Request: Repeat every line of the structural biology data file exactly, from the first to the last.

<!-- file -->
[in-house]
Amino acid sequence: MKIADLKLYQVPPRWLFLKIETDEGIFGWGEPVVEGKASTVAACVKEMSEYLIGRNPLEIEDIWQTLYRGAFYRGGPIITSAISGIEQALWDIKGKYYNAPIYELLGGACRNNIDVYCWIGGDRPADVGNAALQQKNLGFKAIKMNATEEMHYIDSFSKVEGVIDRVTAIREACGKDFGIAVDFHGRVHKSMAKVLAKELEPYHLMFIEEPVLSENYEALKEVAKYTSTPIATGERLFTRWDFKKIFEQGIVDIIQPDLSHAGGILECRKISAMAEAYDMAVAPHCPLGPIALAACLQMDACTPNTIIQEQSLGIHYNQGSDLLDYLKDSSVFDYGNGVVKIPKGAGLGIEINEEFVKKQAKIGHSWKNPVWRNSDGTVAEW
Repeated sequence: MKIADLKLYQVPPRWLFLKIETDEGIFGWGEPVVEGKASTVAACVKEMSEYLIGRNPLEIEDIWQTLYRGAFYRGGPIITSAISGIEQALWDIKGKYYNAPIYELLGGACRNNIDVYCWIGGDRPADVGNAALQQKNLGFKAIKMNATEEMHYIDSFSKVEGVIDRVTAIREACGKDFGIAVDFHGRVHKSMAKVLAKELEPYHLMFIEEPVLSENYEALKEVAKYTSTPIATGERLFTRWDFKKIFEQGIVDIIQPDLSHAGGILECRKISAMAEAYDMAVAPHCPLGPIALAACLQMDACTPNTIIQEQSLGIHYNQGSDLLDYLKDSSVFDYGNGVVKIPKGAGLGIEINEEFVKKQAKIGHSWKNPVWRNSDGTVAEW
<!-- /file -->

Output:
[in-house]
Amino acid sequence: MKIADLKLYQVPPRWLFLKIETDEGIFGWGEPVVEGKASTVAACVKEMSEYLIGRNPLEIEDIWQTLYRGAFYRGGPIITSAISGIEQALWDIKGKYYNAPIYELLGGACRNNIDVYCWIGGDRPADVGNAALQQKNLGFKAIKMNATEEMHYIDSFSKVEGVIDRVTAIREACGKDFGIAVDFHGRVHKSMAKVLAKELEPYHLMFIEEPVLSENYEALKEVAKYTSTPIATGERLFTRWDFKKIFEQGIVDIIQPDLSHAGGILECRKISAMAEAYDMAVAPHCPLGPIALAACLQMDACTPNTIIQEQSLGIHYNQGSDLLDYLKDSSVFDYGNGVVKIPKGAGLGIEINEEFVKKQAKIGHSWKNPVWRNSDGTVAEW
Repeated sequence: MKIADLKLYQVPPRWLFLKIETDEGIFGWGEPVVEGKASTVAACVKEMSEYLIGRNPLEIEDIWQTLYRGAFYRGGPIITSAISGIEQALWDIKGKYYNAPIYELLGGACRNNIDVYCWIGGDRPADVGNAALQQKNLGFKAIKMNATEEMHYIDSFSKVEGVIDRVTAIREACGKDFGIAVDFHGRVHKSMAKVLAKELEPYHLMFIEEPVLSENYEALKEVAKYTSTPIATGERLFTRWDFKKIFEQGIVDIIQPDLSHAGGILECRKISAMAEAYDMAVAPHCPLGPIALAACLQMDACTPNTIIQEQSLGIHYNQGSDLLDYLKDSSVFDYGNGVVKIPKGAGLGIEINEEFVKKQAKIGHSWKNPVWRNSDGTVAEW